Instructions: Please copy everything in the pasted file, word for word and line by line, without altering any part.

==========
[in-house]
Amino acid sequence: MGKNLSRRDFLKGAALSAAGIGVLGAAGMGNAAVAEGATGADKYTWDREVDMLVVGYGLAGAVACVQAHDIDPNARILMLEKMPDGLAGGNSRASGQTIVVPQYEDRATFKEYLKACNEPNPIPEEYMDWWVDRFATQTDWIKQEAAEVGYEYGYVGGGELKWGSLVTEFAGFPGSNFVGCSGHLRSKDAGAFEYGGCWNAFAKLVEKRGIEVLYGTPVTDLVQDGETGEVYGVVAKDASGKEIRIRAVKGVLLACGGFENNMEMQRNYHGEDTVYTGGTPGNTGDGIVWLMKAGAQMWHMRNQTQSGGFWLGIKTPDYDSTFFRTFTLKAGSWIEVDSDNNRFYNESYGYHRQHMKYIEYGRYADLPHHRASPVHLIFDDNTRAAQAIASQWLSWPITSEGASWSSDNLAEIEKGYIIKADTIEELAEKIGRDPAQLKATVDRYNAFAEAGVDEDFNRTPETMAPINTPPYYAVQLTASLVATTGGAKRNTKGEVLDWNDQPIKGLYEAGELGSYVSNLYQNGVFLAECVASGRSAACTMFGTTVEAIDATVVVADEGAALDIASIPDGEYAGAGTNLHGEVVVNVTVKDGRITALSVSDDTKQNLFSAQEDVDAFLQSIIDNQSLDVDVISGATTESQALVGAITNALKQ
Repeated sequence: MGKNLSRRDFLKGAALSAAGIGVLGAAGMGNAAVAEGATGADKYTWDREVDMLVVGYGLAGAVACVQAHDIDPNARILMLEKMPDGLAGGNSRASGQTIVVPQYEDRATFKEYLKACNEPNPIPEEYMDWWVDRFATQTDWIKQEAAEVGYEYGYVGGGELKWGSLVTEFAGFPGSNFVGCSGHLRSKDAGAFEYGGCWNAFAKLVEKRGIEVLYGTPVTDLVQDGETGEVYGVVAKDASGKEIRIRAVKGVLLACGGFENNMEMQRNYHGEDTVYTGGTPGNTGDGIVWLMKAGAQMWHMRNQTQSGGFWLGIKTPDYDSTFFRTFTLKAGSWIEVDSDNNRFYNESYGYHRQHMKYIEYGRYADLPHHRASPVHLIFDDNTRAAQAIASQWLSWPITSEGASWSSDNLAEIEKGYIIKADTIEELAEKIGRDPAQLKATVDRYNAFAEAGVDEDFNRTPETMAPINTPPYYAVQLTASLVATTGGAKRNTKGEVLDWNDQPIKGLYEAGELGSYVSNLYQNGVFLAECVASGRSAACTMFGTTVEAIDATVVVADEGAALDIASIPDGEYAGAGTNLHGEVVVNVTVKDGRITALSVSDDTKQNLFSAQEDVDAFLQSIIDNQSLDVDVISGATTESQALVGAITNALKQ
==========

[in-house]
Amino acid sequence: MGKNLSRRDFLKGAALSAAGIGVLGAAGMGNAAVAEGATGADKYTWDREVDMLVVGYGLAGAVACVQAHDIDPNARILMLEKMPDGLAGGNSRASGQTIVVPQYEDRATFKEYLKACNEPNPIPEEYMDWWVDRFATQTDWIKQEAAEVGYEYGYVGGGELKWGSLVTEFAGFPGSNFVGCSGHLRSKDAGAFEYGGCWNAFAKLVEKRGIEVLYGTPVTDLVQDGETGEVYGVVAKDASGKEIRIRAVKGVLLACGGFENNMEMQRNYHGEDTVYTGGTPGNTGDGIVWLMKAGAQMWHMRNQTQSGGFWLGIKTPDYDSTFFRTFTLKAGSWIEVDSDNNRFYNESYGYHRQHMKYIEYGRYADLPHHRASPVHLIFDDNTRAAQAIASQWLSWPITSEGASWSSDNLAEIEKGYIIKADTIEELAEKIGRDPAQLKATVDRYNAFAEAGVDEDFNRTPETMAPINTPPYYAVQLTASLVATTGGAKRNTKGEVLDWNDQPIKGLYEAGELGSYVSNLYQNGVFLAECVASGRSAACTMFGTTVEAIDATVVVADEGAALDIASIPDGEYAGAGTNLHGEVVVNVTVKDGRITALSVSDDTKQNLFSAQEDVDAFLQSIIDNQSLDVDVISGATTESQALVGAITNALKQ
Repeated sequence: MGKNLSRRDFLKGAALSAAGIGVLGAAGMGNAAVAEGATGADKYTWDREVDMLVVGYGLAGAVACVQAHDIDPNARILMLEKMPDGLAGGNSRASGQTIVVPQYEDRATFKEYLKACNEPNPIPEEYMDWWVDRFATQTDWIKQEAAEVGYEYGYVGGGELKWGSLVTEFAGFPGSNFVGCSGHLRSKDAGAFEYGGCWNAFAKLVEKRGIEVLYGTPVTDLVQDGETGEVYGVVAKDASGKEIRIRAVKGVLLACGGFENNMEMQRNYHGEDTVYTGGTPGNTGDGIVWLMKAGAQMWHMRNQTQSGGFWLGIKTPDYDSTFFRTFTLKAGSWIEVDSDNNRFYNESYGYHRQHMKYIEYGRYADLPHHRASPVHLIFDDNTRAAQAIASQWLSWPITSEGASWSSDNLAEIEKGYIIKADTIEELAEKIGRDPAQLKATVDRYNAFAEAGVDEDFNRTPETMAPINTPPYYAVQLTASLVATTGGAKRNTKGEVLDWNDQPIKGLYEAGELGSYVSNLYQNGVFLAECVASGRSAACTMFGTTVEAIDATVVVADEGAALDIASIPDGEYAGAGTNLHGEVVVNVTVKDGRITALSVSDDTKQNLFSAQEDVDAFLQSIIDNQSLDVDVISGATTESQALVGAITNALKQ